- “The Honourable Steven Blaney, Minister of Veterans Affairs, and Kellie Leitch, Member of Parliament for Simcoe–Grey and Parliamentary Secretary to the Minister of Human Resources and Skills Development Canada and to the Minister of Labour, announced today $50,000 in Government of Canada support for a project in Alliston, Ontario, to honour Veterans and those who made the ultimate sacrifice …. The Royal Canadian Legion Branch #171 is receiving a maximum of $50,000 to construct a new memorial to commemorate local citizens who sacrificed their lives in the First and Second World Wars, the Korean War, peacekeeping missions and in Afghanistan ….”
Written by milnewsca
22 July 11 at 7:45
Tagged with Afghanistan, Bianka Langlois, Daniel Menard, Davie shipyard, Davie Yards ASA, Dean Milner, Irving Shipyard, military news, milnews.ca, National Shipbuilding Procurement Strategy, Operation Forge, Seaspan, Seaway Marine and Industrial, SNC-Lavelin, Upper Lakes Marine and Industrial
Please excuse today’s delayed distribution – internet connection was not co-0perating. Thanks for your patience!
- Afghainstan (1a) “Combat mission’s over” stories from Postmedia News/National Post (more), the Globe & Mail, Agence France Presse, United Press International, and CNN (more).
- Afghanistan (1b) “…. Americans are concerned about that development – at least, those Americans who know about it. In U.S. military circles, Canada’s withdrawal is viewed as an added burden to carry while the Americans are scaling back their involvement in Afghanistan, says Faheem Haider, Afghanistan analyst for the U.S.-based think tank, Foreign Policy Association. He says U.S. military leaders believe Canada has done “a brilliant job” meeting its objectives in Afghanistan, and adds that the absence of troops from Canada and other Western countries is going to become a serious issue for the Americans in the coming months. But Haider confirms that, outside military circles, there is virtually no awareness in the U.S. of the Canadian withdrawal from Afghanistan. In fact, the conflict is viewed as an American war because the U.S. has the lion’s share of troops there ….”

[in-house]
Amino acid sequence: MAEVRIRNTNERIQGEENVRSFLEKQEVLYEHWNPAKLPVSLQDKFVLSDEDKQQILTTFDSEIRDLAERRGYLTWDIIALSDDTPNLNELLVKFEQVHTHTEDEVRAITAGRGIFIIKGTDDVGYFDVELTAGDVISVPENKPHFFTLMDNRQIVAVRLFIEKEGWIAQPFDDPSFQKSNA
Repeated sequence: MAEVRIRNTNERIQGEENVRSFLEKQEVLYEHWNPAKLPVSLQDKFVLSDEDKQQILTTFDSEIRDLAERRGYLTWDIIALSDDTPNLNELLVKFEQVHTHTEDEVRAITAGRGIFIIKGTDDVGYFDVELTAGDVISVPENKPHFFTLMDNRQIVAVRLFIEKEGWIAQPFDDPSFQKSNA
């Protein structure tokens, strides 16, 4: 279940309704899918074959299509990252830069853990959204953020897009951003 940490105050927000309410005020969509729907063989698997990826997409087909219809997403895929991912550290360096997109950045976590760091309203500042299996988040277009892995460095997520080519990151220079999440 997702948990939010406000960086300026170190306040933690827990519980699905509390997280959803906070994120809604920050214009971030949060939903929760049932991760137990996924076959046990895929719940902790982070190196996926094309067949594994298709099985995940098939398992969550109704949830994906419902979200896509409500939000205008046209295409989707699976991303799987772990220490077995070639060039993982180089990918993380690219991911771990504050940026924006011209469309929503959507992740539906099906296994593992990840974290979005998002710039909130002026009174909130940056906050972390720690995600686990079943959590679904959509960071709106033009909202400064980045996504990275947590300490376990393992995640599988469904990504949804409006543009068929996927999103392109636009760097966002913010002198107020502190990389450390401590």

- Afghanistan (2) The fighting’s over, but the fight isn’t over for some. “The
pain in his voice cuts through the stark words. “My three colleagues were hit by an IED. The vehicle was on fire, the driver was still trapped inside. “So basically we had to sit there and watch a friend burn to death and not be able to do anything . . . . “Instantly I felt myself die. That’s when everything changed for me.” Wayne McInnis, a 24-year-old combat engineer in Afghanistan’s lethal Panjwaii district, is back in Canada now, one of thousands of NATO
troops to depart the modern world’s longest conflict. But like countless others, he felt the stranglehold of a war whose tentacles never loosed their grip, long after leaving the battlefield. The stories of McInnis and his colleagues are featured in the documentary, War in the Mind, to be aired on TV Ontario July 6. It explores the post-traumatic stress that leads some veterans to contemplate, or even commit, the ultimate act of violence against themselves. And as Canadian troops prepare to withdraw from Afghanistan, it’s a timely reminder that for some the battle is only beginning ….”
- Afghanistan (3) “When “improvised explosive devices” became the Taliban’s weapon of choice in Afghanistan, not only did our military commanders have to adjust their strategy, so did military doctors. Trauma surgeons and medics in the